10. Granular Crater Formation

    NASA Astrophysics Data System (ADS)

    Clark, Abe; Behringer, Robert; Brandenburg, John

    2009-11-01

    This project characterizes crater formation in a granular material by a jet of gas impinging on a granular material, such as a retro-rocket landing on the moon. We have constructed a 2D model of a planetary surface, which consists of a thin, clear box partially filled with granular materials (sand, lunar and Mars simulants...). A metal pipe connected to a tank of nitrogen gas via a solenoid valve is inserted into the top of the box to model the rocket. The results are recorded using high-speed video. We process these images and videos in order to test existing models and develop new ones for describing crater formation. A similar set-up has been used by Metzger et al.footnotetextP. T. Metzger et al. Journal of Aerospace Engineering (2009) We find that the long-time shape of the crater is consistent with a predicted catenary shape (Brandenburg). The depth and width of the crater both evolve logarithmically in time, suggesting an analogy to a description in terms of an activated process: dD/dt = A (-aD) (D is the crater depth, a and A constants). This model provides a useful context to understand the role of the jet speed, as characterized by the pressure used to drive the flow. The box width also plays an important role in setting the width of the crater.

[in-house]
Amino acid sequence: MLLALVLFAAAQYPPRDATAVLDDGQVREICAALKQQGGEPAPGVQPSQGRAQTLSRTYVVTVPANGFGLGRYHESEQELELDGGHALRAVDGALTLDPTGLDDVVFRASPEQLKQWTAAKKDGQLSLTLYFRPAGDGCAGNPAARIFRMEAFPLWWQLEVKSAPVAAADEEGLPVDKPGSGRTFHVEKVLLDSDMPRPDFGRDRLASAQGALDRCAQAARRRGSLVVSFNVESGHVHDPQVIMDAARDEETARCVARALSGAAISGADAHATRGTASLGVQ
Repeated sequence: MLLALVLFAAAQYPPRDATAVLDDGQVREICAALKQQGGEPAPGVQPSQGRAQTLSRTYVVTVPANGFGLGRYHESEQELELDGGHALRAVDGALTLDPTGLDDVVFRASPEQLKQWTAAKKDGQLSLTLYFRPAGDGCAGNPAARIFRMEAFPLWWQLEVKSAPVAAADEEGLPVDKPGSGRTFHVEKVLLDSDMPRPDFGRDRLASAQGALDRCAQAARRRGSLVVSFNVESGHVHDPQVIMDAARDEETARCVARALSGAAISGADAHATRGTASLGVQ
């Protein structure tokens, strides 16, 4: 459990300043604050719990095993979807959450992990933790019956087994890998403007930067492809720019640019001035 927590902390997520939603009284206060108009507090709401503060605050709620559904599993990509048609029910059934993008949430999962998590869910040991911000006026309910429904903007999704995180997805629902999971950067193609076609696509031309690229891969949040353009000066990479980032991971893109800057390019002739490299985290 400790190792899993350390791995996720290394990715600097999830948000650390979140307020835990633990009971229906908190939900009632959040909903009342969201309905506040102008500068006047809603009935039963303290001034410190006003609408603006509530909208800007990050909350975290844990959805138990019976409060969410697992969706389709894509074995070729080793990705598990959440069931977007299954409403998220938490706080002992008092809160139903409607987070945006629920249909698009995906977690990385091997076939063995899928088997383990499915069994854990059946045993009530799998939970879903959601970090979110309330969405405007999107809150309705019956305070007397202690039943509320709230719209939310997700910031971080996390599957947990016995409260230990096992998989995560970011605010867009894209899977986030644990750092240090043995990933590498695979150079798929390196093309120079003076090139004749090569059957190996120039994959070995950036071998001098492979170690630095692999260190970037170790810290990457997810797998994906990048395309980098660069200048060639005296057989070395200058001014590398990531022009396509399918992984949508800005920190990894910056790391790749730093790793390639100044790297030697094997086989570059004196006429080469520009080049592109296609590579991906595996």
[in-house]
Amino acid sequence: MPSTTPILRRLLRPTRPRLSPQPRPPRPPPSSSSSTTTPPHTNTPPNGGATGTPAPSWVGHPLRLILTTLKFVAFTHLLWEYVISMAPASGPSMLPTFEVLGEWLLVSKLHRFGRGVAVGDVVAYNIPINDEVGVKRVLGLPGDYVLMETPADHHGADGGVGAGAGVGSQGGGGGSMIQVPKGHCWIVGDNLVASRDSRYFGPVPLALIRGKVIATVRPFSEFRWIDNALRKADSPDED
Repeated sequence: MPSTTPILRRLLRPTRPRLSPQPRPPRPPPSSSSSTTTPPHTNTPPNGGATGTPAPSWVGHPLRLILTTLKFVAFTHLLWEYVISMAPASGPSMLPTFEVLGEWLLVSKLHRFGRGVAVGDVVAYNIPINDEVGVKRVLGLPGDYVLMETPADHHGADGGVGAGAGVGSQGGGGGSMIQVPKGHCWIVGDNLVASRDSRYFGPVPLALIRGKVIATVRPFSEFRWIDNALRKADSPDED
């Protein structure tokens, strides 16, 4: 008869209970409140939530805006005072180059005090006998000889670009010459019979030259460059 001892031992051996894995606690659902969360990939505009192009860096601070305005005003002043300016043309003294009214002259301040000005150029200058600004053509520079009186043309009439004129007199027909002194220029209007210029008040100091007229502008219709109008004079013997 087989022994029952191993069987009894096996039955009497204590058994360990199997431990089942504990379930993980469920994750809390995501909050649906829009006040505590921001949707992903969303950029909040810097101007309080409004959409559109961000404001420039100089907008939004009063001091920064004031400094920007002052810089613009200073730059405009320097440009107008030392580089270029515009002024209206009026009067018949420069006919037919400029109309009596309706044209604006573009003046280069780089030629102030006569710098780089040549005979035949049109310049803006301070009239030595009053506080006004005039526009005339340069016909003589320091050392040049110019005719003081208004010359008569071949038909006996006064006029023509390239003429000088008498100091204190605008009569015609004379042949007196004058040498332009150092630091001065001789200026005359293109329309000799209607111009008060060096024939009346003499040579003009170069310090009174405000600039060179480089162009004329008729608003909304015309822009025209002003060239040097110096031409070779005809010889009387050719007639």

11. Formation of water bells

    NASA Astrophysics Data System (ADS)

    Ybert, Christophe; Clanet, Christophe; Bocquet, Lyderic; Duez, Cyril

    2007-11-01

    We study experimentally the situation that consist in a liquid jet impacting normally onto a fixed solid disk. Depending on the experimental conditions, the thin liquid film that spreads onto the solid surface can either pour along the surface, or detach form the disk and form a so-called water bell. The dynamics and the stability of such bells as a function of the hydrodynamic parameters such as the jet and disk diameters or the jet velocity, have already been the object of detailed characterization [1]. This experiment of bell formation appears as the symmetric situation compared to that of a solid body impacting a quiescent liquid. In the latter case, it was recently shown [2] that despite large Re and We numbers, the solid surface characteristics were dramatically influencing the impact scenario. In the present study, we consequently revisit this problem of water bell formation by systematically varying the solid surface characteristics (roughness, surface properties, etc.). It is shown here again that surface parameters strongly influence the domain of bell existence. Our measurements are rationalized by a subtle balance between inertia versus capillary forces and wetting contributions on the liquid film in the ejection region. [1] C. Clanet, J. Fluid Mech., 430, 111-147 (2001) [2] C. Duez et al., Nature Physics, 3, 180-183 (2007)

  12. Egg Formation in Lepidoptera

    PubMed Central

    Telfer, William H.

    2009-01-01